What is Noise in a Voice Over Recording?
Trying to define noise is like trying to define a “weed”. A rose can be a weed in a vegetable garden. Many a lawn-care expert spends much energy defeating the dreaded dandelion and yet it is one of children’s favorite flowers.
And so it is with “noise”. Pop music may offend the ears of classical music listener and a loud television may be noisy to someone taking an afternoon nap.
But the definition of noise in a voice over recording is simple to define. It is any sound in the recording that is not your voice. Let’s look at various sources for these spurious sounds and some hints at how to reduce them.
Electrical Noise – Hiss
When you talk to an audio engineer, this is the noise they are discussing. These are the hisses and hums that are generated by the actual gear that you are using to record. And in a well constructed recording system these just should not be there.
The most primitive type of electrical noise is hiss. This can be caused by the random bouncing and bumping of electrons. What does it sound like? Well, if you’re old enough to remember the last century, you may recall the sound of a radio tuned between stations or a TV station that had signed off for the night. But for you Milleniums here is an example:
The predominate cause of electrical hiss in your system is… cheap gear. Sorry. I’ve found that with USB Mics if you spend less than $150 you’re going to get hiss. This is also true about analog-to-usb interface boxes and in-line analog-to-usb converters. You don’t have to break the bank, but the gear that’s over $150 seems to be designed with a bit more care to audio quality. If you have a chance test the gear before you buy it, do it. If you hear the dreaded “frying bacon” sound in your recording, even faintly, step up a notch.
Very faint hiss may be tolerable since many pros are used to hearing it (like tape hiss in the good old days).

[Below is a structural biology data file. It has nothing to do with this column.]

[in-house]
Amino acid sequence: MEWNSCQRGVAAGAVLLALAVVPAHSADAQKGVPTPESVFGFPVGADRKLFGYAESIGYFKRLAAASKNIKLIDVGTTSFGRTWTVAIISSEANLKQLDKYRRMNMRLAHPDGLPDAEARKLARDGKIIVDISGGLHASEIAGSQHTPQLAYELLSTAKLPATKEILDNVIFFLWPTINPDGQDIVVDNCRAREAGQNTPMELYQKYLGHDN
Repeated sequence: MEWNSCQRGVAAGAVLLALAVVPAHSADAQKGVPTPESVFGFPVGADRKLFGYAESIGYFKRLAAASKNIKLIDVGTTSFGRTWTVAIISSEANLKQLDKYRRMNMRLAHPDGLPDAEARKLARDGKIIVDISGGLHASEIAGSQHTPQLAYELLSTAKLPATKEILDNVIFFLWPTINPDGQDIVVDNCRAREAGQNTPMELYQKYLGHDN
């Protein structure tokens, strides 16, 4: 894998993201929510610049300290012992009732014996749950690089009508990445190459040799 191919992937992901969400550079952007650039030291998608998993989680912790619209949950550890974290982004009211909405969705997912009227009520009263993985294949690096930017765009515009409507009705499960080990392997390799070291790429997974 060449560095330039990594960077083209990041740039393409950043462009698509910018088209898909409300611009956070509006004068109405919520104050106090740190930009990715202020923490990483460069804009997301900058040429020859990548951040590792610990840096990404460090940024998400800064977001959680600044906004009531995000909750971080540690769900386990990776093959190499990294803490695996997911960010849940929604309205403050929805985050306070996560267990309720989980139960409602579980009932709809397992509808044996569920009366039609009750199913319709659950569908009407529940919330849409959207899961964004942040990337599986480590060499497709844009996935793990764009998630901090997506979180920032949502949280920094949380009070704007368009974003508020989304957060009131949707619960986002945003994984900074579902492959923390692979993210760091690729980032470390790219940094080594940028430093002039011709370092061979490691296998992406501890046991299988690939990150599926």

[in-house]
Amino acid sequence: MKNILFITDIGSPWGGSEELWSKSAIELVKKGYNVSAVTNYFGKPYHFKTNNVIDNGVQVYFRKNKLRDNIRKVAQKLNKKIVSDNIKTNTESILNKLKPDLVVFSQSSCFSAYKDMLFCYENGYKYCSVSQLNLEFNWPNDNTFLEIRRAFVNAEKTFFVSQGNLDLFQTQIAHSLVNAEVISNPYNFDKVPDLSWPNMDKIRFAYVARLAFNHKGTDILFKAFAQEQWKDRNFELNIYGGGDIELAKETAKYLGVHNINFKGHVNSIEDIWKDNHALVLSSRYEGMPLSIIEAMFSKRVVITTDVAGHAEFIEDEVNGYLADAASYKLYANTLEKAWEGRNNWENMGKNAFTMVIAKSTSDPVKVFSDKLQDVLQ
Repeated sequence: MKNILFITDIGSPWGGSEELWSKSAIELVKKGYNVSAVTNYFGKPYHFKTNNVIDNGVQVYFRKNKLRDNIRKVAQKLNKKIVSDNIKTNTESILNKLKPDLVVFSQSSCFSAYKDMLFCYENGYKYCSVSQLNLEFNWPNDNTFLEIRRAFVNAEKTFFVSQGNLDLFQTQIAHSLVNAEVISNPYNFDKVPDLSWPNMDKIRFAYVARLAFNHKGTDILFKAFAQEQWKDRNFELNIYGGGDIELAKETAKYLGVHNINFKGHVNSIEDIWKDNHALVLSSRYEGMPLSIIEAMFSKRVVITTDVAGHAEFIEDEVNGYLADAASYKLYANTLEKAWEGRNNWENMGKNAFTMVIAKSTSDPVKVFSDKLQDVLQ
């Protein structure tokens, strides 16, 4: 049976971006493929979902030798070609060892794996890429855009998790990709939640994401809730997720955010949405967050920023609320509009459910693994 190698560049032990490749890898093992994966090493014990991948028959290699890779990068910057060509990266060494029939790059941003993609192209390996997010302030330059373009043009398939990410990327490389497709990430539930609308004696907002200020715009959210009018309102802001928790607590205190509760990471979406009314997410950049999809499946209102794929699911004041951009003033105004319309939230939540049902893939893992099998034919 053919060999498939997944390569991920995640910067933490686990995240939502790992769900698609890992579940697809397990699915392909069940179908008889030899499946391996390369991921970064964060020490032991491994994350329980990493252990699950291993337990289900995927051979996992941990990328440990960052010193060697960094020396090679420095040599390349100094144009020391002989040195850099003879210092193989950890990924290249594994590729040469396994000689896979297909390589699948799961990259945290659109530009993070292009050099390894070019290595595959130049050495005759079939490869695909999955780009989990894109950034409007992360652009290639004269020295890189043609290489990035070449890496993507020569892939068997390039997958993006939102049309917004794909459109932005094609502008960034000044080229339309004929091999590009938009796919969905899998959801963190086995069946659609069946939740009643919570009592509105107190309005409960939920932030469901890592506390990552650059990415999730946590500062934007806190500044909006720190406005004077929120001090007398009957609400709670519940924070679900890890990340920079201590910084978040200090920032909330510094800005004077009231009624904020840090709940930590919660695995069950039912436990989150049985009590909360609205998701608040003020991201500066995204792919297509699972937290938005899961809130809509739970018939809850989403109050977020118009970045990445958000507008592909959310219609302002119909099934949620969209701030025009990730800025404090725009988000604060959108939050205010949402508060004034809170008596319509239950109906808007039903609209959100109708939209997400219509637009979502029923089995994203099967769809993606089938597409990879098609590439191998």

Electrical Noise – Hum
If you thought “hiss” was a bully, you don’t want to meet “hum” . Also referred to as “60 cycle hum”. This is the sound you get when you unplug the (analog) audio cable from your TV or DVD player to your receiver or stereo amplifer. (or for you rockers out there, when you unplug the cord from your guitar and not your amp: BZZZZZZZZZZZZZZZ ! ) It is a symptom of poorly wired equipment causing a “ground loop”.
Hum is an instant indication that your audio is not broadcast quality!
Here’s an example… you will instantly recognize the sound:
The two big causes for this are:
1) a broken audio cable (once again an analog cable, like an RCA connector or a phone plug). Try swapping with a known-good cable until you find the culprit.
2) an actual ground loop, when your gear is plugged into different outlets. You should use ONE power strip and have all your gear plugged into that strip.
Electrical Noise – Other Electrical Equipment
You can also pick up electrical signals from other electrical equipment. Electric motors, air conditioners, fluorescent lights, etc. can all put electrical garbage in your power lines. Keep all your analog cables routed far away from any of these sources. Use “balanced” cables when you can (the mic cables have “xlr” connectors).
Also don’t use a “dynamic” mic use a “condenser” mic. Dynamic mics have a coil of copper wire inside that just cries out to electrical garbage in the air to “feed me Seymour!!”
How to Test Your System
Here’s how to test your system for these culprits. Set your mic at a normal recording level (we call this a “nominal” level). Make sure the room is very quiet (including your breathing…) and then record 20 seconds of silence. THEN read about 20 seconds of copy.
Then listen back (with headphones if possible!) for these three bears of noise. Pause and play the recording several times to be sure the noise is coming from the recording and not your system. It should stop and start again.
Hiss should be a shhhhhhhh sound.
Hum will be the annoying bzzzzzzzzz sound.
Other electrical noise may come and go. When the fridge kicks on or someone vacuums. Sometimes this can be reduced by using an outlet on a different circuit.
I turned off the timeshare refrigerator on vacation once and forgot to turn it back on.
Don’t do that.
And Then There is Actual Audio Noise
A barking dog may not be fancy electrical noise but it still has no place in your voice over recording. Will define and describe audio noise in another article.